Urban Myth


Atlanta calls itself The City Too Busy to Hate. Philadelphia has long been known as The City of Brotherly Love. New York, NY is The City So Nice They Named It Twice.  Are these tag lines an attempt to convince us that cities are not the concrete jungles of our imaginations? Or could the public relations hype actually be true?

In Chicago I witnessed a motorcycle accident in which the biker, who was stopped at a red light, lost her balance and fell face-down.  Badly shaken and bleeding from having knocked out at least one of her teeth, the woman sat crying in the middle of the city street. Her riding companion helped her to the curb and a couple walking on the sidewalk stopped to help.  My friend crossed the street to offer encouraging and calming words to the injured woman. He wanted to ensure that the couple intended to wait with her until the ambulance arrived—not an insignificant wait, though the average response time to a 911 call in various cities is a topic for another discussion.

After the incident, my friend mused about city life, suggesting that it fosters isolation and an unfriendly stance toward one’s neighbors. He wondered whether city people are less likely to help a stranger than their suburban counterparts, asking me, “Did we witness an exception that proves the rule, or has my perception of societal norms been adversely affected by living in Chicago?”

I am not naturally inclined toward cynicism, nor have I personally experienced the breakdown of the social contract between neighbors in the cities in which I have lived.  Still, his question lingers in my mind as I walk the quiet streets of my suburban neighborhood, where people generally drive alone in the climate-controlled comfort of their cars.   My neighbors wave to me as I wait for the traffic to abate so that I can cross to the sidewalk which runs along only one side of the street.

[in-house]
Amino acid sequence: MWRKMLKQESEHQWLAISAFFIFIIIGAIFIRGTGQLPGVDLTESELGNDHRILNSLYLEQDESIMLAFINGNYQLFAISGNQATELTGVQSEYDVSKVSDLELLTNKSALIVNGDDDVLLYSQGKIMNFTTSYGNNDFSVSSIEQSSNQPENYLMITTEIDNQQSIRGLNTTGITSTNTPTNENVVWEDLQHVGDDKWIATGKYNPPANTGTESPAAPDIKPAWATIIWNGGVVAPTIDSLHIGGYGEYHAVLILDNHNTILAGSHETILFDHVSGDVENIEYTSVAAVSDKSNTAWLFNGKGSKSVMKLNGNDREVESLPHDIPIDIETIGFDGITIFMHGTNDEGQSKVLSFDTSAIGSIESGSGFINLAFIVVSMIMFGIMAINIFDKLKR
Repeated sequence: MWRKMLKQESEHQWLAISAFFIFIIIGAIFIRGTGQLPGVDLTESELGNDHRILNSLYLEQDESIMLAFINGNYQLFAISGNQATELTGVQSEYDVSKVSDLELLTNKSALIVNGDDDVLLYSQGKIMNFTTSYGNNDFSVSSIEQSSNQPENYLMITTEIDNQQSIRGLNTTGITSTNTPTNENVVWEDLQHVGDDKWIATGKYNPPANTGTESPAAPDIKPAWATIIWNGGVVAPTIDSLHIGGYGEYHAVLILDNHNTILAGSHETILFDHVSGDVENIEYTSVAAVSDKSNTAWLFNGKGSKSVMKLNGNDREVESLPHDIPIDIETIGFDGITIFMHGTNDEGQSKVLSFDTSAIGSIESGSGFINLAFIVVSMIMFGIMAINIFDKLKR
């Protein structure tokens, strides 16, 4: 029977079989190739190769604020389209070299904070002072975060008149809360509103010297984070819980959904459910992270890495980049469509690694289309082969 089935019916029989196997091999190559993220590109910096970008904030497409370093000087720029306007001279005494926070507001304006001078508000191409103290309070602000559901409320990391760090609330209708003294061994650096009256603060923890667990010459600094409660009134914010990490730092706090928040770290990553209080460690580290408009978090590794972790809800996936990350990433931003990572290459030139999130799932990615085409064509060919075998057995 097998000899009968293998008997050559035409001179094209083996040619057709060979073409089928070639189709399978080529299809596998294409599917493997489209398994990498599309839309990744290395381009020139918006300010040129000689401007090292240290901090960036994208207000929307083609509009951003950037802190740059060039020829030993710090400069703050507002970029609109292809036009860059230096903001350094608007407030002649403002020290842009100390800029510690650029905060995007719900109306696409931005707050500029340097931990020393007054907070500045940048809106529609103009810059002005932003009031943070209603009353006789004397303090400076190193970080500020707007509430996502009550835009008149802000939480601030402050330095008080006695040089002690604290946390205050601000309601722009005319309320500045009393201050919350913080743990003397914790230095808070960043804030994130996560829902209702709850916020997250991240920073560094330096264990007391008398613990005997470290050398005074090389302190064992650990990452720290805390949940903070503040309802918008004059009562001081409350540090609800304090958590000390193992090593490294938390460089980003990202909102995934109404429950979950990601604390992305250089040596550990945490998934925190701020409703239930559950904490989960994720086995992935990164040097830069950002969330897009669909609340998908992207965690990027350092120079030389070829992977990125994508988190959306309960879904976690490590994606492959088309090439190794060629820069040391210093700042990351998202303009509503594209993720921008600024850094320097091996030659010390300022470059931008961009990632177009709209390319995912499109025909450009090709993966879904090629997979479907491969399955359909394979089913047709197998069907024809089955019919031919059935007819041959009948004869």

Are city dwellers too busy to be friendly or too busy to care about the persistent urban myth of their social isolation?


Comments (6)

I was actually witness to that accident as well, and I feel that in our suburban streets in the “climate-controlled comfort of [our] cars” we are less likely to reach out. We live isolated lives, do not even know our neighbors, are busy driving to and fro to strip malls, sports practices, etc. Walking in our urban environs would seem to me be more conducive to stopping and offering assistance.
That is my take on the matter.

Yes, Nancy! That’s kind of how I feel about it, too. I wonder, though, if our experience of moving from city to suburbs has colored our perception. As you know, my nostalgia for city life borders on ridiculous. Yet, I do feel that when we live in closer quarters we can’t help but feel less isolation and more togetherness. Waiting for our other friend’s comment, to see if his thoughts have changed or developed since the incident.

I am a Mom of one – with 2 carseats in my car. I like teaching my daughter about socialization in different ways & that sharing the journey can be as educational as the journey itself. She’s excited about going to new places & it turns out she’s learning another type of sharing time in a different way, even those other times when she’s got a baby doll in the carseat, along for the ride.

Nice one Ima! I enjoyed how you didn’t mention me this once…except I just kind of blew that didn’t I.

Shira, the first 2 drafts mentioned you. Then I wisely edited you out of the final draft, as I knew that your prefer anonymity. And yes, you did just blow your cover by commenting!

This post is very useful for me, much appreciated! 🙂

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